By Megan Durisin and Áine Quinn
Mar 18, 2023(Bloomberg) –The agreement allowing Ukraine to export crops out of key Black Sea ports was renewed for another four months despite Russia’s demand for a shorter extension.
The Black Sea Grain Initiative has enabled more than 24 million tons of crop shipments from Ukraine since it was first brokered by the United Nations and Turkey in July. That has contributed to a slump in food-commodity costs that had soared to a record after Russia’s invasion initially disrupted trade flows.
Negotiations over its duration came down to the wire, with the deal due to expire after Saturday. It will be prolonged for another 120 days, said Ukraine Infrastructure Minister Oleksandr Kubrakov. That’s despite suggestions by Russian officials earlier this week to extend it only 60 days.
The initial pact was valid for 120 days and then renewed in November until mid-March.
While Ukraine’s harvests have been battered by the war, it’s still an agricultural heavyweight and ranks among the world’s top shippers of staples from sunflower oil to wheat and corn.
The significant volumes exported through the grain corridor are vital to helping prevent a global hunger crisis from worsening and to reduce pressure on inflation. Still, consumer prices remain high in many nations.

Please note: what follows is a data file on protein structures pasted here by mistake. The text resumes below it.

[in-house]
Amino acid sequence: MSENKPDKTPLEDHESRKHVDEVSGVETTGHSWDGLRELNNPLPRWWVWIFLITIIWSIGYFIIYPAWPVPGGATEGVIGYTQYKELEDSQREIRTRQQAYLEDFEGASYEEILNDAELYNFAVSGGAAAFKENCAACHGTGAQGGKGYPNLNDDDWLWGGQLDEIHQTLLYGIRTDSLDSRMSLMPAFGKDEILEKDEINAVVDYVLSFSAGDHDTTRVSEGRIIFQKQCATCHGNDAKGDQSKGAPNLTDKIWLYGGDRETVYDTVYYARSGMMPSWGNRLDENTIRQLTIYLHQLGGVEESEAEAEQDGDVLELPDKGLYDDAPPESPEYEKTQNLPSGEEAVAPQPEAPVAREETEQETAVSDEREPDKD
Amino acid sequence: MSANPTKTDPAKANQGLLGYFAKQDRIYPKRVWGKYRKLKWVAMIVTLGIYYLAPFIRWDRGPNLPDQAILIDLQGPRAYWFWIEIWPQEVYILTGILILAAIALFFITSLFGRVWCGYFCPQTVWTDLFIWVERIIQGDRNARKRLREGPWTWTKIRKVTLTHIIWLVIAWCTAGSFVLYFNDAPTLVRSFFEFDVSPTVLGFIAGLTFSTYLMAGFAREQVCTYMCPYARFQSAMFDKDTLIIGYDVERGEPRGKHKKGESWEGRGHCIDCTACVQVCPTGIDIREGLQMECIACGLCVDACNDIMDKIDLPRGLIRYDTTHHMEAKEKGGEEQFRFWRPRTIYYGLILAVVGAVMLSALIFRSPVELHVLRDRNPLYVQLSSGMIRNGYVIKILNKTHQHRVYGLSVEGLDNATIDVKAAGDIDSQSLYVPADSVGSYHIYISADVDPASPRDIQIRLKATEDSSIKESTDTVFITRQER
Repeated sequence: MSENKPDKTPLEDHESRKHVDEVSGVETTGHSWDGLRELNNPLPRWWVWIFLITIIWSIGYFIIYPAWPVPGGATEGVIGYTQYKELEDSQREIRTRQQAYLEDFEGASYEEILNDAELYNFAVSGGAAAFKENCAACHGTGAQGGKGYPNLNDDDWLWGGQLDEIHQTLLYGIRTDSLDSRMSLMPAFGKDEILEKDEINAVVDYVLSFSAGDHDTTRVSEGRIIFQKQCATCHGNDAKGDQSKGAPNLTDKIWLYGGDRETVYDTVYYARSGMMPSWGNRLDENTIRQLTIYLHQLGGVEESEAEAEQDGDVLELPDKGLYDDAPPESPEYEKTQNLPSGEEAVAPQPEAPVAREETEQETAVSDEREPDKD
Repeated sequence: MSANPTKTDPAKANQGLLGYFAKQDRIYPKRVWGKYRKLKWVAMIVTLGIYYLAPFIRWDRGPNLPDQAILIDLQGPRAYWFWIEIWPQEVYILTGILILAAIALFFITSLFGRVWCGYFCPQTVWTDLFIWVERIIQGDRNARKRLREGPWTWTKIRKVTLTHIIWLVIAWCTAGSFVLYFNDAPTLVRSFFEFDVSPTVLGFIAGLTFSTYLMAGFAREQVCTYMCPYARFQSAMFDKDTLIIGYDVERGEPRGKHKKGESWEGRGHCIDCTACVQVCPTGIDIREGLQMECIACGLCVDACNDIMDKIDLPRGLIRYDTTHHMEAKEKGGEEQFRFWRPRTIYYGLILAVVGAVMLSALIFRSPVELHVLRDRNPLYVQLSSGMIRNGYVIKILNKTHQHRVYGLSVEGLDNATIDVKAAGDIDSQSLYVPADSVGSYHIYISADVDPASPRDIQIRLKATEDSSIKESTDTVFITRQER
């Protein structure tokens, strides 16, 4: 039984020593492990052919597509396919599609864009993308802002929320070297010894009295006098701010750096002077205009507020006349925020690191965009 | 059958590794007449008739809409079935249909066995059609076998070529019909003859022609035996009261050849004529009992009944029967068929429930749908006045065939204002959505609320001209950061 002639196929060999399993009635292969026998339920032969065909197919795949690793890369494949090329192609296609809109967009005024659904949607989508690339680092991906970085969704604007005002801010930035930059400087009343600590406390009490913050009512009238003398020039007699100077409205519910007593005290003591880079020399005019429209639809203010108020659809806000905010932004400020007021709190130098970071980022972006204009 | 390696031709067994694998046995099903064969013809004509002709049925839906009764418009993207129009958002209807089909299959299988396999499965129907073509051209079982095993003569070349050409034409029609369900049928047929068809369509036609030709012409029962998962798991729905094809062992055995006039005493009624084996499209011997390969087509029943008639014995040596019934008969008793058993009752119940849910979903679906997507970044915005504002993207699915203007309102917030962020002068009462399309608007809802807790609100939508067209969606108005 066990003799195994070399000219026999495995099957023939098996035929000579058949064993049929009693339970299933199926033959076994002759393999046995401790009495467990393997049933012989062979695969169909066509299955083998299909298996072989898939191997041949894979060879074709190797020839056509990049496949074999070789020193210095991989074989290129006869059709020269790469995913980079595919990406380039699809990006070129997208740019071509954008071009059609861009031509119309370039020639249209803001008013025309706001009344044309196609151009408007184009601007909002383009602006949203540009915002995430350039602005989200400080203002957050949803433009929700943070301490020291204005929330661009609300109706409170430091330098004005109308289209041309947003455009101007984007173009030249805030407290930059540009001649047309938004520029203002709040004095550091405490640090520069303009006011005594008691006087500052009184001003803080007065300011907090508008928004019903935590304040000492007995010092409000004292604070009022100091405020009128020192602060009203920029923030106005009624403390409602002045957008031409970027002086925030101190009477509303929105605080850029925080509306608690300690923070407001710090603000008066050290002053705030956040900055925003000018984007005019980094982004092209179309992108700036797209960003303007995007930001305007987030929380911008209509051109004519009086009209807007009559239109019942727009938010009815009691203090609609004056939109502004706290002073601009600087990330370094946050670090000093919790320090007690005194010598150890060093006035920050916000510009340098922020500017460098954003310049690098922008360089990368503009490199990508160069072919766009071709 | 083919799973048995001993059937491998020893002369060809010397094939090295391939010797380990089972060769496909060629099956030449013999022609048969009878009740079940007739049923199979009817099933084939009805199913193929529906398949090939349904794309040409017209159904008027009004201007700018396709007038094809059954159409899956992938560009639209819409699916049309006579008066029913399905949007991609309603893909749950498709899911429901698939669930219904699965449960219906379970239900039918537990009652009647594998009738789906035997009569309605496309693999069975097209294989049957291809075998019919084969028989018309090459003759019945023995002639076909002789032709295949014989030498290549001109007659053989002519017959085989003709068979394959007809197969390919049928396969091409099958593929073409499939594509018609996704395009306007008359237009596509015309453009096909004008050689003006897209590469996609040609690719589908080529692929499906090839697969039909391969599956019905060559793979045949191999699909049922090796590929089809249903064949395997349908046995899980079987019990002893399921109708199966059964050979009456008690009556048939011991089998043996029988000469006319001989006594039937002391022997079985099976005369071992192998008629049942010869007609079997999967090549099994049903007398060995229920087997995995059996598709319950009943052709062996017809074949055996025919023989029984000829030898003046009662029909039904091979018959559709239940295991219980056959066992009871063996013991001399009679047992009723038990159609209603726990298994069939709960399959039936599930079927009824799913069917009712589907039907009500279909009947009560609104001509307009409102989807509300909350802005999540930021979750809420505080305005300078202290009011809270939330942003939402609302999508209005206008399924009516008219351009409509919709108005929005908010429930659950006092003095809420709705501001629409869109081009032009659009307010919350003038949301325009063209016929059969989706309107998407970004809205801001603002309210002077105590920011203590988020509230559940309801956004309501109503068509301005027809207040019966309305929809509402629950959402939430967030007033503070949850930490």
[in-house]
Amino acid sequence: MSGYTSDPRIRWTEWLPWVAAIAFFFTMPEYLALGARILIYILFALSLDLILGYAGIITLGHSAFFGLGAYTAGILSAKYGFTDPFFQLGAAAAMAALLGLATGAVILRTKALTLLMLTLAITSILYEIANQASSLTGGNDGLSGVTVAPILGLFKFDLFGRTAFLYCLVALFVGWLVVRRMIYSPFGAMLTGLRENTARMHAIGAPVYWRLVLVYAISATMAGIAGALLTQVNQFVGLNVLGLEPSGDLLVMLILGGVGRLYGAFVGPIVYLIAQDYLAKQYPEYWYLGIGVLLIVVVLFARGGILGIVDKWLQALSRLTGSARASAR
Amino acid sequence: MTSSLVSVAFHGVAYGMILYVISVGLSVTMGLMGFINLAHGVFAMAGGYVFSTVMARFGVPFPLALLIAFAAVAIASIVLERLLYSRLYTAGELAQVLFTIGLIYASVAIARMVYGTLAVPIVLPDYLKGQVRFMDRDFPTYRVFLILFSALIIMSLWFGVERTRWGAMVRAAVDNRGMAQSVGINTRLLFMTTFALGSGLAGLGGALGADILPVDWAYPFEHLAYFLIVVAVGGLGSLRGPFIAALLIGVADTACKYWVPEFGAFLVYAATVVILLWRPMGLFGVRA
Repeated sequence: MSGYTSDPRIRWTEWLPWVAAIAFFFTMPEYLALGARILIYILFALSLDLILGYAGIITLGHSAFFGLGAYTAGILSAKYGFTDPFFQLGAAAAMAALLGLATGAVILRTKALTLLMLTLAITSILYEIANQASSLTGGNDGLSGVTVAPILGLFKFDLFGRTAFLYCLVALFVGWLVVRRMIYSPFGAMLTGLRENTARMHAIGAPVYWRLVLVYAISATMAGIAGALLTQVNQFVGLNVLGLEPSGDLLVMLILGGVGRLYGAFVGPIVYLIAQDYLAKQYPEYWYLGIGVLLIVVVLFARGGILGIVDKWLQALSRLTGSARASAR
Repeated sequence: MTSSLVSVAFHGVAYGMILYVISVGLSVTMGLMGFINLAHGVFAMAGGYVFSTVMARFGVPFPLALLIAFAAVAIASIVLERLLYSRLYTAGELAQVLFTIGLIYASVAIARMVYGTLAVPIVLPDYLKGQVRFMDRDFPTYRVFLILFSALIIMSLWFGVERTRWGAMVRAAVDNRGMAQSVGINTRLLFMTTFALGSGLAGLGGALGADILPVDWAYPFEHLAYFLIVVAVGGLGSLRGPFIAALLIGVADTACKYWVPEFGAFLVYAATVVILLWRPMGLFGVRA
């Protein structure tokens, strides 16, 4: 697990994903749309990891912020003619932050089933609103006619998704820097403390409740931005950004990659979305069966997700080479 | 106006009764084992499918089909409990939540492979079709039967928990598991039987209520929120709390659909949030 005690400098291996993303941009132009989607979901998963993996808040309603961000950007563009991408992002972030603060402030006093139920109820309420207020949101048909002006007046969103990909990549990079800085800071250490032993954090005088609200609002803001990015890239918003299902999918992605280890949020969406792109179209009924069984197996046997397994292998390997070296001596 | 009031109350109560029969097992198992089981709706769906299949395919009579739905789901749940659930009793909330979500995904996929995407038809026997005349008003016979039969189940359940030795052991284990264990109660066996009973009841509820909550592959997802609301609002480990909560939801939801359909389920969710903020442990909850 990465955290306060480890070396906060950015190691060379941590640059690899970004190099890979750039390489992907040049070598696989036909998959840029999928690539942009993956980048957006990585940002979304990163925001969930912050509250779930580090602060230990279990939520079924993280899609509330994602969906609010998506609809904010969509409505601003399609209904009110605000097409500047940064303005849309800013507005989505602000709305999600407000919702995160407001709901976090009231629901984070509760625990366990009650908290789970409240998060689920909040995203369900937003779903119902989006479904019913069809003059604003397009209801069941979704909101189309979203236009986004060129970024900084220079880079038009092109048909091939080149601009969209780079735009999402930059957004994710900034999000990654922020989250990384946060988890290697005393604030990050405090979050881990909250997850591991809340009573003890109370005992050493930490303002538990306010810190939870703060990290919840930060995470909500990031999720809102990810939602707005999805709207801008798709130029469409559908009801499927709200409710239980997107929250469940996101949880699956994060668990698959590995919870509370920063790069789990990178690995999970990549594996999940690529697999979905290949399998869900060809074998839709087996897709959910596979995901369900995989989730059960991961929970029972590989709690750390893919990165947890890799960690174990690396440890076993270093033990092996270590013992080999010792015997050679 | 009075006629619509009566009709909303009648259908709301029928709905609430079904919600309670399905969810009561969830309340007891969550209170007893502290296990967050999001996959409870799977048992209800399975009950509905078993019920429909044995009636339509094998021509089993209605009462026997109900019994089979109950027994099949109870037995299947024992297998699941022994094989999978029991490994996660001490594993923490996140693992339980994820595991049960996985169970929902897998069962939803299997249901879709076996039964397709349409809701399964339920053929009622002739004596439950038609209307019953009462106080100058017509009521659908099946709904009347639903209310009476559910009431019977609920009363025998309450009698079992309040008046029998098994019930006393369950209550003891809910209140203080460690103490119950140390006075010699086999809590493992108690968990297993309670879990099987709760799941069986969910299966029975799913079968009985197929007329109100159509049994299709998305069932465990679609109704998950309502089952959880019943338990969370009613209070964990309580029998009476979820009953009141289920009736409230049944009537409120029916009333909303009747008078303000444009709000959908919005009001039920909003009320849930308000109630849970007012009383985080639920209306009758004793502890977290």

Read Also: UN Trade Body Calls for More and Bigger Ships to Prevent Worsening Food Crisis
As part of the current deal, teams from Ukraine, Russia, the UN and Turkey inspect each ship to help prevent unauthorized cargo or passengers from moving in and out. But Ukrainian traders and authorities have said that Russia is purposefully slowing the pace. That’s hurting Ukrainian farmers’ incomes and raising costs for traders.
The US has also cast blame on Russia for the slowdowns, while Moscow has said the backlog is artificially created by Ukrainian companies.
–With assistance from Selcan Hacaoglu.
© 2023 Bloomberg L.P.
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